Constable in this town, where he married the youngest daughter of the Rev.
Ova HOYT. Then moving to Middlebury, he was from 1867 to 1878 sheriff of
Addison county. He has now removed to Milwaukee, Wis., and is engaged in
Eseck SPRAGUE, from Lanesboro, Mass., located upon the farm until
recently owned by George D. HINMAN. In 1787 Mr. SPRAGUE came in the winter,
his wife coming the following March, making her way on horseback with an
infant only six weeks old, who afterward became the mother of E. D. HALL.
Here Mr. SPRAGUE spent his life in clearing the farm, dying of cancer in
1824. His son Horace, born October 29, 1793, occupied the farm until his
death, December 30, 1871. Mrs. SPRAGUE was a sister of Lemuel ELDREDGE;
she died in 1885, being nearly ninety-five years old.
Austin HICKOCK was born in Granville, Mass., January 3, 1773, and
in 1800 located on the farm now owned by Andrew J. MASON. His first wife
was Mary HINMAN, of Lanesboro, Mass., by whom he had four children. His
second wife was Roxana COOK, of New Haven, by whom he had four children.
Of these children Elias B. remained on the old homestead for some time,
but is now living on the place formerly owned by his wife's father, Calvin
SPRAGUE. Another son, Milo Judson, was graduated at Middlebury College
in 1835 and at Union Theological Seminary, N. Y., in 1841; was pastor at
Marietta, O., 1841-44, and at Rochester, N. Y., 1845-50. His last pastorate
was at Scranton, Pa. His brother, Henry F., graduated at Rochester University,
N. Y., and Princeton Seminary, N. J. His first pastorate was at Sandy Hill,
N. Y., where he remained two years; he then located at Orange, N. J., where
he has remained up to the present time, with the exception of two years
spent at Auburn, N. Y. Julius S. HICKOCK, son of Charles B., lives in Vergennes.
John HINMAN settled in 1783 on the farm owned by James WILSON; married
Sarah RUBLEE February 3, 1799. He came originally from Pittsfield, Mass.,
and later from Benson, Vt. He was the father of Erastus S. HINMAN and Orrin,
father of G. D. HINMAN and two other brothers. About thirty years ago E.
S. HINMAN bought of Mr. JACOBS the farm where he subsequently lived and
died. He was prominent in social, religious, and educational matters at
all times; he was for many years a magistrate and town official, and in
1854-55 was one of the judges of the County Court. He died July 21, 1885.
His first wife, Caroline REYNOLDS, died March 22, 1854, leaving one daughter,
Harriet, who recently married Deacon John C. WILDER, who now owns and occupies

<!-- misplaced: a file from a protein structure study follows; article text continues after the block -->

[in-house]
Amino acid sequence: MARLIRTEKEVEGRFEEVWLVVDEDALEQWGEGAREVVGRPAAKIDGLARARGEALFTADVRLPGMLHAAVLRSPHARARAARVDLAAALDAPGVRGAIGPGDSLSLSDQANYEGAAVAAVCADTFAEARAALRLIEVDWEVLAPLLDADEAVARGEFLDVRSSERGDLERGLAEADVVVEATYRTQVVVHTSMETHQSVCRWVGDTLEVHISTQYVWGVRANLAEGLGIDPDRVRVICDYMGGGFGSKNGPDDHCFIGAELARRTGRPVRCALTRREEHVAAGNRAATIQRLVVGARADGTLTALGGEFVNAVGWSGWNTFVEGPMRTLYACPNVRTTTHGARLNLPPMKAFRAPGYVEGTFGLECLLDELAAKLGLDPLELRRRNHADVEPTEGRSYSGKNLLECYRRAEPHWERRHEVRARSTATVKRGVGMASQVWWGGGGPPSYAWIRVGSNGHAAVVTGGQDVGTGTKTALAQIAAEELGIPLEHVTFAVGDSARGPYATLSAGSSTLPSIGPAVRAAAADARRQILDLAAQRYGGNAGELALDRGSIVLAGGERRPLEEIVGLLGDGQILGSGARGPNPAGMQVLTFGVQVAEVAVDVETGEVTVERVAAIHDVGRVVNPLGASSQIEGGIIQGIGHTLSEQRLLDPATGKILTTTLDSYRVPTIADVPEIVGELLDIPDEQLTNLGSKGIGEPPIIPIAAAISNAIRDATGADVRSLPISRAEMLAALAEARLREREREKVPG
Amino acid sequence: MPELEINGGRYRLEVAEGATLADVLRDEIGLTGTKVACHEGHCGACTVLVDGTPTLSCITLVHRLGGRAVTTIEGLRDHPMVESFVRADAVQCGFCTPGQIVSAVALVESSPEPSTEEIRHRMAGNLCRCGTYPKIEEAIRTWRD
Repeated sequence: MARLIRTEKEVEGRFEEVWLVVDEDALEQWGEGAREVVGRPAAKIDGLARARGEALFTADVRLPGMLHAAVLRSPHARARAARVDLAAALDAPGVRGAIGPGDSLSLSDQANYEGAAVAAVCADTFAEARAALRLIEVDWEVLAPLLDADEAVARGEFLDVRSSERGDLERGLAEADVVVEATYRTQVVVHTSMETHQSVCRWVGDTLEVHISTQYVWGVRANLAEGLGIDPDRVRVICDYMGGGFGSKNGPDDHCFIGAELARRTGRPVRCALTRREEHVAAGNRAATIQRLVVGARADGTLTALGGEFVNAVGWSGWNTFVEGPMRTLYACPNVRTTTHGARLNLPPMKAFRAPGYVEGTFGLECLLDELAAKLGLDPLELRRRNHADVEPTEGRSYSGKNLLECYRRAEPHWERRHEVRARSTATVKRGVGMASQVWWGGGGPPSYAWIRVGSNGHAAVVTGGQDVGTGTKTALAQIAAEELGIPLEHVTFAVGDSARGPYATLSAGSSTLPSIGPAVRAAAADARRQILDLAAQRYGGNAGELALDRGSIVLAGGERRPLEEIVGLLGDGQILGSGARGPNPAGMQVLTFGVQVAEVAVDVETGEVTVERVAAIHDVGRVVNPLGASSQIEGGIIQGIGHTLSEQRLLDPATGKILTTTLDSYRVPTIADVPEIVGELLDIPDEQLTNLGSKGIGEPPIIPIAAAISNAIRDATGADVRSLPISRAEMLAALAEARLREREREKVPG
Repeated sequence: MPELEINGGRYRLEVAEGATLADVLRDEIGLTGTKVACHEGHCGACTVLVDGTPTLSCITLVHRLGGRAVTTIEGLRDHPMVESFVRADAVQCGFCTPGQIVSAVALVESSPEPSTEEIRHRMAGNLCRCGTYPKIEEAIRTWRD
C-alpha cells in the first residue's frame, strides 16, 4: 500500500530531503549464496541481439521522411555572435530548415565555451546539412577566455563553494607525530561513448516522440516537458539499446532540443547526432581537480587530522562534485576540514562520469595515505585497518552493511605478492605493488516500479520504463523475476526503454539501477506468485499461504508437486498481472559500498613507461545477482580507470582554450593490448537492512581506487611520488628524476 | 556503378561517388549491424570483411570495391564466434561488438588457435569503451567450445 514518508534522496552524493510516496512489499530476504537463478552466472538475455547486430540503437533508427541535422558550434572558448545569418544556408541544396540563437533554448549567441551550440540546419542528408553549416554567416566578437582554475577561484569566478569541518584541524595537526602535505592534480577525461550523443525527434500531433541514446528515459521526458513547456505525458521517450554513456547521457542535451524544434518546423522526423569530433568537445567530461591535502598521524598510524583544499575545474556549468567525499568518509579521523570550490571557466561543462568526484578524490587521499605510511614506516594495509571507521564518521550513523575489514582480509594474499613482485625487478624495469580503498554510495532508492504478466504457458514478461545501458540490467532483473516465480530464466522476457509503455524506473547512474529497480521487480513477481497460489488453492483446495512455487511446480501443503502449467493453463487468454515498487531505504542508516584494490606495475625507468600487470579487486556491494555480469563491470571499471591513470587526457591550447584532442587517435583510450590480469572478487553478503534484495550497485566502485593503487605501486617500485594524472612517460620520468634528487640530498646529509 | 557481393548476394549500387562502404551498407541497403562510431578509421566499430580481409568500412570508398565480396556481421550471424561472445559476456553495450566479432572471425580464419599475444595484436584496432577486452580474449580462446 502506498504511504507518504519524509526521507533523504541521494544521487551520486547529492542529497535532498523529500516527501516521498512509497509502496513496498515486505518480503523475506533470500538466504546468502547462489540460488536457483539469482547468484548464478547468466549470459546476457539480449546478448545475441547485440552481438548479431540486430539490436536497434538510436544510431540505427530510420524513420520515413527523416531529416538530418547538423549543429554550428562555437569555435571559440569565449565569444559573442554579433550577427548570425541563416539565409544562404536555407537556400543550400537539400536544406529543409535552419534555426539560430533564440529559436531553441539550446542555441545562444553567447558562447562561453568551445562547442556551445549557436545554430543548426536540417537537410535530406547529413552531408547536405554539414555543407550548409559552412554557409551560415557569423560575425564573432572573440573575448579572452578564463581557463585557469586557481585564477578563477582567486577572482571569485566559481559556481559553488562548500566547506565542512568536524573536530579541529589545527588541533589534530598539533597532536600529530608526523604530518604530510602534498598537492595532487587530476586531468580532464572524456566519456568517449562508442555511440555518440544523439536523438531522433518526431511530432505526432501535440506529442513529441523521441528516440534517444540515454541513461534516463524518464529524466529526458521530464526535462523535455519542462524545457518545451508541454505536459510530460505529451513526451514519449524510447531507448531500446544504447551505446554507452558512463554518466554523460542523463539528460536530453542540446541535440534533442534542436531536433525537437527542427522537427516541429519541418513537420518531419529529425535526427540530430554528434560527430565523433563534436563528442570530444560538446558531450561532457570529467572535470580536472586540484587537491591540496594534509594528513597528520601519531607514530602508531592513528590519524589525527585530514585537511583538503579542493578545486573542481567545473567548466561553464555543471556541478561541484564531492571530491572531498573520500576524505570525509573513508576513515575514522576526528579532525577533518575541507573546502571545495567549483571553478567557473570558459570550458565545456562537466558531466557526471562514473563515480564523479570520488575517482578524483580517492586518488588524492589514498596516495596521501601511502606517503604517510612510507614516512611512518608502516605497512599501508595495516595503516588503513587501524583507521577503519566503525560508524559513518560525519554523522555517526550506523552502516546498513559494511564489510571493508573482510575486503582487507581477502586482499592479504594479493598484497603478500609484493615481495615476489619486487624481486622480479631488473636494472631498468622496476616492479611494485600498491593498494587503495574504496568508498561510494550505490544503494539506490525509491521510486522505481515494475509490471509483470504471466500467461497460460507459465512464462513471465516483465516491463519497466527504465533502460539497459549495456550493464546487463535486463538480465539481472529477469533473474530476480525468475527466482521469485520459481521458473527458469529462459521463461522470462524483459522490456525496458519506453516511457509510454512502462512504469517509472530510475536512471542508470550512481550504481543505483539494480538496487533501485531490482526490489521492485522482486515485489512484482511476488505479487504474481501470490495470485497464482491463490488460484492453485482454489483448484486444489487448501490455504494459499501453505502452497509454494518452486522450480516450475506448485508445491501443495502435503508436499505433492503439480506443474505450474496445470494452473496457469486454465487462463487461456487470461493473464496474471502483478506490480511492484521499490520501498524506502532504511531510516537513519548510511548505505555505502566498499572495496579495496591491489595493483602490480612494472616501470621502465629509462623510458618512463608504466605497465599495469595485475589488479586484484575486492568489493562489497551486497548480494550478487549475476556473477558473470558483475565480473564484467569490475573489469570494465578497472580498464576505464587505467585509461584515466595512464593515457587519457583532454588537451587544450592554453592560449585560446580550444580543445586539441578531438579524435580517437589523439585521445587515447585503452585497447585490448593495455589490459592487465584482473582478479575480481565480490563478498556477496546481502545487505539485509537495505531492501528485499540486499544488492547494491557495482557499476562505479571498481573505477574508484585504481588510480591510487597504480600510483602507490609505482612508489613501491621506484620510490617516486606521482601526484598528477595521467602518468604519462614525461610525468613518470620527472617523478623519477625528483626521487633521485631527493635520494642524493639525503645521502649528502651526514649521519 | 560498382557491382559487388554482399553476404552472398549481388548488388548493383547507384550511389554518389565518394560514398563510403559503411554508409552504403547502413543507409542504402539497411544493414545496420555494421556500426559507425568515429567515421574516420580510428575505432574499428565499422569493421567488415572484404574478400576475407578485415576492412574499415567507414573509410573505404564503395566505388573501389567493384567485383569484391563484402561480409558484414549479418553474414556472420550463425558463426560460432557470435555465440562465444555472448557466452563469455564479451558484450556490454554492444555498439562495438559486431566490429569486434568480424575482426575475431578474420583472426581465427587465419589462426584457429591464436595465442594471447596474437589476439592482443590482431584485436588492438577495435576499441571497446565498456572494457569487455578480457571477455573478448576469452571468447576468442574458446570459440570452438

the farm. Judge HINMAN's second wife, Miss Amanda SAMSON, of Cornwall,
died December 6, 1885, leaving a daughter, Alice. Orrin HINMAN, son of
John, married Theda MOORE December 18, 1831. Their son, George D., married
Helen SPRAGUE, and lived for many years at the old family homestead of
Horace SPRAGUE. They now reside at the Barton Cottage, at the Center. William
D., son of Orrin, lives on the Bristol road, and is a dealer in fine horses.
The road running north from the village and locally known as Lanesboro
street, was settled first from 1781 to 1792, by families chiefly from Lanesboro,
Mass., which gave the street its name. Among them were Ezra HOYT, sr.,
Seth HOYT, William SEYMOUR, Matthew PHELPS, George SMITH, Andrew SQUIER,
and Seymour HOYT. The names of these men appear frequently in the earlier
records of the town as office-holders.
Hon. Ezra HOYT, the son of Ezra and Sarah (SEYMOUR) HOYT, was born
October 16, 1770, in Lanesboro, Mass. In the latter part of the last century
there was a general movement in that part of Massachusetts to emigrate
to the new and rich lands of Vermont, which had just been admitted to the
Union. Among the HOYTs there was no one of more ability or influence than
the subject of this notice. He had married Sarah SMITH, of Lanesboro, February
28, 1790. They removed to New Haven two years afterward. The town had been
organized only five years and the number of inhabitants was small. Mr.
HOYT was able to secure large quantities of land and thus laid the foundation
of an ample fortune, owning at one time about sixteen hundred acres. His
home was on the spot now occupied by the parsonage of the Congregational
Church, which was erected by him in the early part of this century. He
is spoken of by old residents as a man of fine presence, with the manners
of a gentleman of the old school. His home was an attractive and hospitable
one, and his circle of friends was large. He was sent to the Legislature
of Vermont as a representative from New Haven nine times. He was also a
member of the Governor's Council in 1828, '29, and '30. He was elected
judge of the Addison County Court in 1813, and re-elected to that office
for five successive years, and was again elected in 1823. In 1824 the Probate
District of New Haven was established by dividing the district of Addison,
and judge HOYT was the first judge elected, retiring from that office in
1829. Judge HOYT was especially fortunate in his domestic life. His first
wife, who died in New Haven April 11, 1798, was the mother of three children
-- Laura, who became the wife of Colonel Eseck SPRAGUE, late of Constable,
N. Y.; Otto SMITH, who was a graduate of Middlebury College and Princeton
Seminary; was an honored and useful minister of Christ for more than forty
years; and Sarah Jane, who died in infancy. He married as his second wife,
Jerusha, daughter of Captain Matthew PHELPS, by whom he had six children.